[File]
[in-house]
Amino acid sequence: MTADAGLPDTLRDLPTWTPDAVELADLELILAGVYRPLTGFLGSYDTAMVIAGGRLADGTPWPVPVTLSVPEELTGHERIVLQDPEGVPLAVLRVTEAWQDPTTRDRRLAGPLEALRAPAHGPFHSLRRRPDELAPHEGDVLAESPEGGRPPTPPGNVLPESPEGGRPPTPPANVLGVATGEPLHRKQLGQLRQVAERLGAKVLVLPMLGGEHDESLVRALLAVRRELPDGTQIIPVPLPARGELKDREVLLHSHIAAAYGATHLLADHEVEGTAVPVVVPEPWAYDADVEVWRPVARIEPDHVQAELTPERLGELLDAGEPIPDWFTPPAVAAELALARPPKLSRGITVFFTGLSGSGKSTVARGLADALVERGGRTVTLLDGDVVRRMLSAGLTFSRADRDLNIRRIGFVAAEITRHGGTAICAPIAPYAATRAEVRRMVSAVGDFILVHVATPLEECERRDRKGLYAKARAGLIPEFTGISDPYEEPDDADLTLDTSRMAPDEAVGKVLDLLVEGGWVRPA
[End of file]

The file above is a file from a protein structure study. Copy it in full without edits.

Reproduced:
[in-house]
Amino acid sequence: MTADAGLPDTLRDLPTWTPDAVELADLELILAGVYRPLTGFLGSYDTAMVIAGGRLADGTPWPVPVTLSVPEELTGHERIVLQDPEGVPLAVLRVTEAWQDPTTRDRRLAGPLEALRAPAHGPFHSLRRRPDELAPHEGDVLAESPEGGRPPTPPGNVLPESPEGGRPPTPPANVLGVATGEPLHRKQLGQLRQVAERLGAKVLVLPMLGGEHDESLVRALLAVRRELPDGTQIIPVPLPARGELKDREVLLHSHIAAAYGATHLLADHEVEGTAVPVVVPEPWAYDADVEVWRPVARIEPDHVQAELTPERLGELLDAGEPIPDWFTPPAVAAELALARPPKLSRGITVFFTGLSGSGKSTVARGLADALVERGGRTVTLLDGDVVRRMLSAGLTFSRADRDLNIRRIGFVAAEITRHGGTAICAPIAPYAATRAEVRRMVSAVGDFILVHVATPLEECERRDRKGLYAKARAGLIPEFTGISDPYEEPDDADLTLDTSRMAPDEAVGKVLDLLVEGGWVRPA